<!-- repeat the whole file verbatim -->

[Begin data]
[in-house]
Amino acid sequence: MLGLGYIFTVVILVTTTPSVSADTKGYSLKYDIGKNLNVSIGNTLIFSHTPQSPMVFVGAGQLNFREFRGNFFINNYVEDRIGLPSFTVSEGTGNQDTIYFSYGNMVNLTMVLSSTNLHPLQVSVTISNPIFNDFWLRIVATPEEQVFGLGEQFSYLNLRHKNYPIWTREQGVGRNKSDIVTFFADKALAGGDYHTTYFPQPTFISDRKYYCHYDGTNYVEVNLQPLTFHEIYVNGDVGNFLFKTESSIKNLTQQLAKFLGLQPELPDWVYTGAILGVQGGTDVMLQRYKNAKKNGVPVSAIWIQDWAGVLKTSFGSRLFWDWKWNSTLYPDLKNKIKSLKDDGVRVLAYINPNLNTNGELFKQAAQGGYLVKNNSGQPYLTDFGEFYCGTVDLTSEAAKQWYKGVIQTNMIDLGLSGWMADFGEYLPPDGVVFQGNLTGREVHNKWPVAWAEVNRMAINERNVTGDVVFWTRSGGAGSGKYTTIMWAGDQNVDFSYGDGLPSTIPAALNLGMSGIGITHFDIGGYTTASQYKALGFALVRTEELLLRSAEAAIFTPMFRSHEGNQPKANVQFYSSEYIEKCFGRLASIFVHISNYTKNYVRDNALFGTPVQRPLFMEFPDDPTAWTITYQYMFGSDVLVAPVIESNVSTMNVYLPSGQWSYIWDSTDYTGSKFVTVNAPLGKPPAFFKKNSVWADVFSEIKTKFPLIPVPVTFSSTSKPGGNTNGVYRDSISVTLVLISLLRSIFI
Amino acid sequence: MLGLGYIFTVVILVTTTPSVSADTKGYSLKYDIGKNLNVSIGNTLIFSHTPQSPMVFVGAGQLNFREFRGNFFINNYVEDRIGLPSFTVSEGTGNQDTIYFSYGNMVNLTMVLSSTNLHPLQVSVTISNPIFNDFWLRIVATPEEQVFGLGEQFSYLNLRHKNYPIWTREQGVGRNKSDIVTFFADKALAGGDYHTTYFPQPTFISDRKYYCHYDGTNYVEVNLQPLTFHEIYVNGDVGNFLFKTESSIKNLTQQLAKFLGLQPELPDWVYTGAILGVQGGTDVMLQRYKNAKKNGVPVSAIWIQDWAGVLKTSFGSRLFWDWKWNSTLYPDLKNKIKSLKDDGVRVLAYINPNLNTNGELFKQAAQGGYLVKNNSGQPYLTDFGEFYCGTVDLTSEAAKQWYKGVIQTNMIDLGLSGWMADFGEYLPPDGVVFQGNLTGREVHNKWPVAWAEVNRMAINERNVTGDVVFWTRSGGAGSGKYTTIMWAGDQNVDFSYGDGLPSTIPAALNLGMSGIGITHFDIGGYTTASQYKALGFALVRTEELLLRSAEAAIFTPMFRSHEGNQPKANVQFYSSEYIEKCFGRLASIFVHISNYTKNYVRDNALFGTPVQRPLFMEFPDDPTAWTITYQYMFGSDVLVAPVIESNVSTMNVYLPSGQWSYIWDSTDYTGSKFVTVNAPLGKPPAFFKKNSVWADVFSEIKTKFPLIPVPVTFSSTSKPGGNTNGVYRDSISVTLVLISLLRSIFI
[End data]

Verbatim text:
[in-house]
Amino acid sequence: MLGLGYIFTVVILVTTTPSVSADTKGYSLKYDIGKNLNVSIGNTLIFSHTPQSPMVFVGAGQLNFREFRGNFFINNYVEDRIGLPSFTVSEGTGNQDTIYFSYGNMVNLTMVLSSTNLHPLQVSVTISNPIFNDFWLRIVATPEEQVFGLGEQFSYLNLRHKNYPIWTREQGVGRNKSDIVTFFADKALAGGDYHTTYFPQPTFISDRKYYCHYDGTNYVEVNLQPLTFHEIYVNGDVGNFLFKTESSIKNLTQQLAKFLGLQPELPDWVYTGAILGVQGGTDVMLQRYKNAKKNGVPVSAIWIQDWAGVLKTSFGSRLFWDWKWNSTLYPDLKNKIKSLKDDGVRVLAYINPNLNTNGELFKQAAQGGYLVKNNSGQPYLTDFGEFYCGTVDLTSEAAKQWYKGVIQTNMIDLGLSGWMADFGEYLPPDGVVFQGNLTGREVHNKWPVAWAEVNRMAINERNVTGDVVFWTRSGGAGSGKYTTIMWAGDQNVDFSYGDGLPSTIPAALNLGMSGIGITHFDIGGYTTASQYKALGFALVRTEELLLRSAEAAIFTPMFRSHEGNQPKANVQFYSSEYIEKCFGRLASIFVHISNYTKNYVRDNALFGTPVQRPLFMEFPDDPTAWTITYQYMFGSDVLVAPVIESNVSTMNVYLPSGQWSYIWDSTDYTGSKFVTVNAPLGKPPAFFKKNSVWADVFSEIKTKFPLIPVPVTFSSTSKPGGNTNGVYRDSISVTLVLISLLRSIFI
Amino acid sequence: MLGLGYIFTVVILVTTTPSVSADTKGYSLKYDIGKNLNVSIGNTLIFSHTPQSPMVFVGAGQLNFREFRGNFFINNYVEDRIGLPSFTVSEGTGNQDTIYFSYGNMVNLTMVLSSTNLHPLQVSVTISNPIFNDFWLRIVATPEEQVFGLGEQFSYLNLRHKNYPIWTREQGVGRNKSDIVTFFADKALAGGDYHTTYFPQPTFISDRKYYCHYDGTNYVEVNLQPLTFHEIYVNGDVGNFLFKTESSIKNLTQQLAKFLGLQPELPDWVYTGAILGVQGGTDVMLQRYKNAKKNGVPVSAIWIQDWAGVLKTSFGSRLFWDWKWNSTLYPDLKNKIKSLKDDGVRVLAYINPNLNTNGELFKQAAQGGYLVKNNSGQPYLTDFGEFYCGTVDLTSEAAKQWYKGVIQTNMIDLGLSGWMADFGEYLPPDGVVFQGNLTGREVHNKWPVAWAEVNRMAINERNVTGDVVFWTRSGGAGSGKYTTIMWAGDQNVDFSYGDGLPSTIPAALNLGMSGIGITHFDIGGYTTASQYKALGFALVRTEELLLRSAEAAIFTPMFRSHEGNQPKANVQFYSSEYIEKCFGRLASIFVHISNYTKNYVRDNALFGTPVQRPLFMEFPDDPTAWTITYQYMFGSDVLVAPVIESNVSTMNVYLPSGQWSYIWDSTDYTGSKFVTVNAPLGKPPAFFKKNSVWADVFSEIKTKFPLIPVPVTFSSTSKPGGNTNGVYRDSISVTLVLISLLRSIFI